Even when this type of process service is levied upon a patient, the director must be present in the room. If the Director is not available, one of their assistants or the officer in charge must be present. After service, a descriptive note is required to be entered into the patient’s case record, which should comprise a copy of the process served and a copy of the court order. Case record, clinical record, medical record, or patient record refers to the clinical record, which is information concerning or relating to the examination or treatment of an identifiable patient or client maintained or possessed by a facility that has treated or is treating such patient or client. This does not include data disclosed to a practitioner in confidence by other persons based on an express condition that such data would never be disclosed to the patient or client, or other persons.
It is pertinent to note that additional copies of any papers served must be provided. To [A.] the committee, conservator, or guardian of the patient or, if there be none, to the nearest relative or friend, together with an explanatory letter and [B.]the Mental Health Information Service. In the case of a State facility being the service site, a copy of the same must be furnished to the patient resource agent for the facility; and the Department of Law.
[2.0] REQUIREMENTS OF THE DIRECTOR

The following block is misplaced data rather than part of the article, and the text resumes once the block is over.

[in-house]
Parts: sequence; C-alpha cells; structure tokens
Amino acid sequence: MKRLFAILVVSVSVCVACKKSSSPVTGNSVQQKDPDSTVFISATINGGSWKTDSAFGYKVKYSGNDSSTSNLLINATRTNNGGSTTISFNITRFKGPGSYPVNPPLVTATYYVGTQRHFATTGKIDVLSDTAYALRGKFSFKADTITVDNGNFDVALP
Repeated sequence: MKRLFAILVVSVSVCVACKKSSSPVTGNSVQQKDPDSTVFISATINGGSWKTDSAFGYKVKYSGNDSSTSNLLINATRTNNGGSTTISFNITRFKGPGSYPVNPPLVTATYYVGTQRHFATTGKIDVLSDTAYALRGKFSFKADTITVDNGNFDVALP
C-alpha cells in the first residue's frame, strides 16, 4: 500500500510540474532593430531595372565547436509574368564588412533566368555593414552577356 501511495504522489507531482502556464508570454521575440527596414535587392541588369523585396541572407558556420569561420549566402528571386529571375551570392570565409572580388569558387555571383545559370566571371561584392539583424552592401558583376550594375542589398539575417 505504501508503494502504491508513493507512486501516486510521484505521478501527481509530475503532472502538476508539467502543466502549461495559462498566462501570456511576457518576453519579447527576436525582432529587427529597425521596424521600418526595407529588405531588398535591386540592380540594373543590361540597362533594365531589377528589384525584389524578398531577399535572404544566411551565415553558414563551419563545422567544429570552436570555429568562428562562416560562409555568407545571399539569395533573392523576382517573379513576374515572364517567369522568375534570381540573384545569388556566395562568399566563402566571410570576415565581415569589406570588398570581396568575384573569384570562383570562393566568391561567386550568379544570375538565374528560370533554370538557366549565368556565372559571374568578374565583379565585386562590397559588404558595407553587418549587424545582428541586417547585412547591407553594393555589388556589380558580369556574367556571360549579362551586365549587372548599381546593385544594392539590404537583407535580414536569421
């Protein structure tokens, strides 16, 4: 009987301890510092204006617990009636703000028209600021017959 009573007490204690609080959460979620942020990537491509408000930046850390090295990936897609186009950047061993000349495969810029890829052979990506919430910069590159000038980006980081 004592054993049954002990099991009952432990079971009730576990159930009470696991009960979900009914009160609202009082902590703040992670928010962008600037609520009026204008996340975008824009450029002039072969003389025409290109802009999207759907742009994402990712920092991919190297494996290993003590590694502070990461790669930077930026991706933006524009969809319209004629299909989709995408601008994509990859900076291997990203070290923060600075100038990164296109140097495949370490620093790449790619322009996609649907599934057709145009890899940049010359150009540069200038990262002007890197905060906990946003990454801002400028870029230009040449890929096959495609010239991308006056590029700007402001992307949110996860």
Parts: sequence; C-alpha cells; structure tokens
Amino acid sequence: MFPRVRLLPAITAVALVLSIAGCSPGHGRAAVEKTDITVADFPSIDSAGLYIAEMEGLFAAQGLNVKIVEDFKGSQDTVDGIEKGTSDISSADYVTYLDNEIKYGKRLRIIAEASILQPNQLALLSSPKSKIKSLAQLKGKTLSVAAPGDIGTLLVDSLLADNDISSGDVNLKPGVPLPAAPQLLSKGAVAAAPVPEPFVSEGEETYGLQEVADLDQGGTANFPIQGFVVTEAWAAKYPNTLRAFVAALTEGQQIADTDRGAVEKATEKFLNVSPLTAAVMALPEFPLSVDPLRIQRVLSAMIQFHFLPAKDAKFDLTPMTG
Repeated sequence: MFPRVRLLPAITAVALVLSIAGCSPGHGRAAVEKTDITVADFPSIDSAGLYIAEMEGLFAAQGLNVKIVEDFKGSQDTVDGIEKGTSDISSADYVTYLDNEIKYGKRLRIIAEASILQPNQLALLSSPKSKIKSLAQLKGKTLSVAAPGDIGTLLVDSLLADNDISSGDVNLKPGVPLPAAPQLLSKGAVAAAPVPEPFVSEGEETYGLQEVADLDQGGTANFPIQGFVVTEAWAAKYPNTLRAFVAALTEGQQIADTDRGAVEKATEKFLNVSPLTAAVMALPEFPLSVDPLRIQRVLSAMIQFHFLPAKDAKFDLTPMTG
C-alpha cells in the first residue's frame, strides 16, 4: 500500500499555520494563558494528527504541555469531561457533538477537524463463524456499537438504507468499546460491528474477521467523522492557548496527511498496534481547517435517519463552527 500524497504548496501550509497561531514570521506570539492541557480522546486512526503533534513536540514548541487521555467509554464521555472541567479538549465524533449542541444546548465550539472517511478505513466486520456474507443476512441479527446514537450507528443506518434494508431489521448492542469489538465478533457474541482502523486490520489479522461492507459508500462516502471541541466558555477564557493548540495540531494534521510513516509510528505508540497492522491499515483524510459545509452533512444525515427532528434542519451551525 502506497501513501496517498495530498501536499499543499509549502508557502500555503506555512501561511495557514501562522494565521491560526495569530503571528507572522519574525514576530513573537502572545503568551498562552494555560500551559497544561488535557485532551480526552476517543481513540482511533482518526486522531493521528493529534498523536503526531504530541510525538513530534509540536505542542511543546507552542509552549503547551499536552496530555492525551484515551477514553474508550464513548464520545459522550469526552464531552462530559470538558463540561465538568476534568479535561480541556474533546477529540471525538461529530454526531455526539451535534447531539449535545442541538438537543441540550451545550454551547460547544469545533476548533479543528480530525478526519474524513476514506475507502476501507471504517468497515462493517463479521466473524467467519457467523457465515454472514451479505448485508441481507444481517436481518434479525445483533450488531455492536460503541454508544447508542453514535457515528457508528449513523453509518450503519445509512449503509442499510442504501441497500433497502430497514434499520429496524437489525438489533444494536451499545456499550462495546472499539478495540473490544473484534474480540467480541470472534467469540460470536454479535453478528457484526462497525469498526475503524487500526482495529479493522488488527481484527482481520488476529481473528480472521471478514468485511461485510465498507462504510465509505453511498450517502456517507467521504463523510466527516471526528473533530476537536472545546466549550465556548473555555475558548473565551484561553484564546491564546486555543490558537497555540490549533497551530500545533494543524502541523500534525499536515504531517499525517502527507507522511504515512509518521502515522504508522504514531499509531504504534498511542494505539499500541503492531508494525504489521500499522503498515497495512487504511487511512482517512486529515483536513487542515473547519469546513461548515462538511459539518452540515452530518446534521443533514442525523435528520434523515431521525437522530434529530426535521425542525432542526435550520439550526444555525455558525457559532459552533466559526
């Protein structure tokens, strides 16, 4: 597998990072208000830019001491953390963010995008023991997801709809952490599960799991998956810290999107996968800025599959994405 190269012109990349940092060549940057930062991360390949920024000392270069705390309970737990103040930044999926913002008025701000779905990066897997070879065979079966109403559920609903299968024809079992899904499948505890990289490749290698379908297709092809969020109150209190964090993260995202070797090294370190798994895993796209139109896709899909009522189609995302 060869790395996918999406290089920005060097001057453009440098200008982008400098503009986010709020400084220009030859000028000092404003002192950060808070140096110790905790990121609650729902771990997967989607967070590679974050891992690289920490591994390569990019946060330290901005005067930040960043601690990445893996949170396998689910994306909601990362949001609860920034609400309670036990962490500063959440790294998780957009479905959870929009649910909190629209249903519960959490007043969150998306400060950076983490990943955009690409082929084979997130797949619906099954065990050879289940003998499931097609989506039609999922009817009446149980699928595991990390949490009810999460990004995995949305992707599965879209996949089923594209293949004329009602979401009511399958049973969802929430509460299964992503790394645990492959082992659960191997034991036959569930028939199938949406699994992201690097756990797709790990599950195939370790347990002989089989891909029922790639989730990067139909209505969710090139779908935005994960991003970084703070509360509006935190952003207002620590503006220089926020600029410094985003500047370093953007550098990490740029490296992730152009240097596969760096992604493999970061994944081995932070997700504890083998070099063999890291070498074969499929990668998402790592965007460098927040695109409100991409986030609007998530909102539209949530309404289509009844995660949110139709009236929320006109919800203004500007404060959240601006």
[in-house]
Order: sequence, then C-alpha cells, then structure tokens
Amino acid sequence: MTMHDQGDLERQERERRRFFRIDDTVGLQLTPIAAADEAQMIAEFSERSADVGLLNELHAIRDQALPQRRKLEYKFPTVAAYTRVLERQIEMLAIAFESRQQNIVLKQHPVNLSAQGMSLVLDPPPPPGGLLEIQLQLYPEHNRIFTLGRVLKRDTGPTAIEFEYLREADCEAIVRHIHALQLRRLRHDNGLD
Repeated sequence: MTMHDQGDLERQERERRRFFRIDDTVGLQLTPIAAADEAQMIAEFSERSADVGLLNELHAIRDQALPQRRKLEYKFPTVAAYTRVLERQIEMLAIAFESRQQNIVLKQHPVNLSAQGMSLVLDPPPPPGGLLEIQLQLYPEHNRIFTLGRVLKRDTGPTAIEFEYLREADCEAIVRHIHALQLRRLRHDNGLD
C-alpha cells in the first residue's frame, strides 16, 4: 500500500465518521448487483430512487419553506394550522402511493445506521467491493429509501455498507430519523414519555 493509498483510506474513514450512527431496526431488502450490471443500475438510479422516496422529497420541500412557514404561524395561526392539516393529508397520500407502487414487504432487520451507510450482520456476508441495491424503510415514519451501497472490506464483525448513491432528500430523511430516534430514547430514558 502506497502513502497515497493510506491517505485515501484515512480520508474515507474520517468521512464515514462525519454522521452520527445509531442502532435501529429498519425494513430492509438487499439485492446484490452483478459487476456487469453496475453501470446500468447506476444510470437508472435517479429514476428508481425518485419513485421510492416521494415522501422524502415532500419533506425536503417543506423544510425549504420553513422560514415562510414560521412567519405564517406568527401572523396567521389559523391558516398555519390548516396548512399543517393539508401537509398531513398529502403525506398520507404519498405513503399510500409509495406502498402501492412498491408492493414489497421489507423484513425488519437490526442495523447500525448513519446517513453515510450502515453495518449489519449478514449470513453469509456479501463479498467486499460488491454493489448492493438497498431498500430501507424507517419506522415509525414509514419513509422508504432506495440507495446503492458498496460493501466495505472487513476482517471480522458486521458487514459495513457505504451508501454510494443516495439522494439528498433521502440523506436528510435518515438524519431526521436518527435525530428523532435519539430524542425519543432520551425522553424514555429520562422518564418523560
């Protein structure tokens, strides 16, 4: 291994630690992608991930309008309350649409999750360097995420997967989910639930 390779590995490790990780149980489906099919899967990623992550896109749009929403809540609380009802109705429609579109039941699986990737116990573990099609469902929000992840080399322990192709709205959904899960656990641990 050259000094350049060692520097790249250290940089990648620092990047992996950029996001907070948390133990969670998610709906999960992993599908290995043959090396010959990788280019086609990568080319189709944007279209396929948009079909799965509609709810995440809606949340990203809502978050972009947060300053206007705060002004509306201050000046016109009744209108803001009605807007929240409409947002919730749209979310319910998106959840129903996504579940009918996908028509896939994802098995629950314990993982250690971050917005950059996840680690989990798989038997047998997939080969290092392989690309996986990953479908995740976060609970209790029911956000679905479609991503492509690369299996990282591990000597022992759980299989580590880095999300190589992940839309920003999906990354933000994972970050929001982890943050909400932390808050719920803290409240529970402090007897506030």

The director or officer in charge is responsible for distributing the legal papers served upon the facility and/or the patient. Consequently, the director must ensure that the service complies with the statutory requirements laid down.
The process server must provide six copies of the service when service has been levied on a patient in a State facility. In a private facility, only four copies may be similarly mandated. Furthermore, no signature may be procured without the vouchsafing of the Director in the first instance. This means that no patient is allowed to sign any bill, check, draft, or other indebtedness evidence to make a will without the Director or officer in charge, specifically determining that the patient has the mental capacity and willingness to execute the same. The overarching rule also prevents the patient from executing any contract, deed, mortgage, or other legal conveyance, until after the determination that the patient has the mental capacity and willingness to execute the instrument has been made. The facts and circumstances surrounding such transaction, including the document to be executed by the patient, need to be carefully scrutinized by the director or officer in charge, who shall also interview or cause the patient to be interviewed by a staff physician.
This interview is significant in assessing the capacity of the patient first-hand. As reported to the director, the physician is responsible for comprehending the patient’s capacity altogether. This means that the patient’s ability to understand the impact of their transaction while also comprehending the ramifications and the action’s very nature must be assessed. Therefore, the consequences of executing and issuance of the instrument must be gauged to prevent mistreatment of the patient. Additionally, it must also be identified whether the patient is actually willing to sign and execute the instrument in the first place. While some patients might understand the consequences of their decision, they might also be brow-beaten from a place of vulnerability into signing the same. Consequently, the role of the caregivers, like the physician’s director, is to ensure that this does not occur.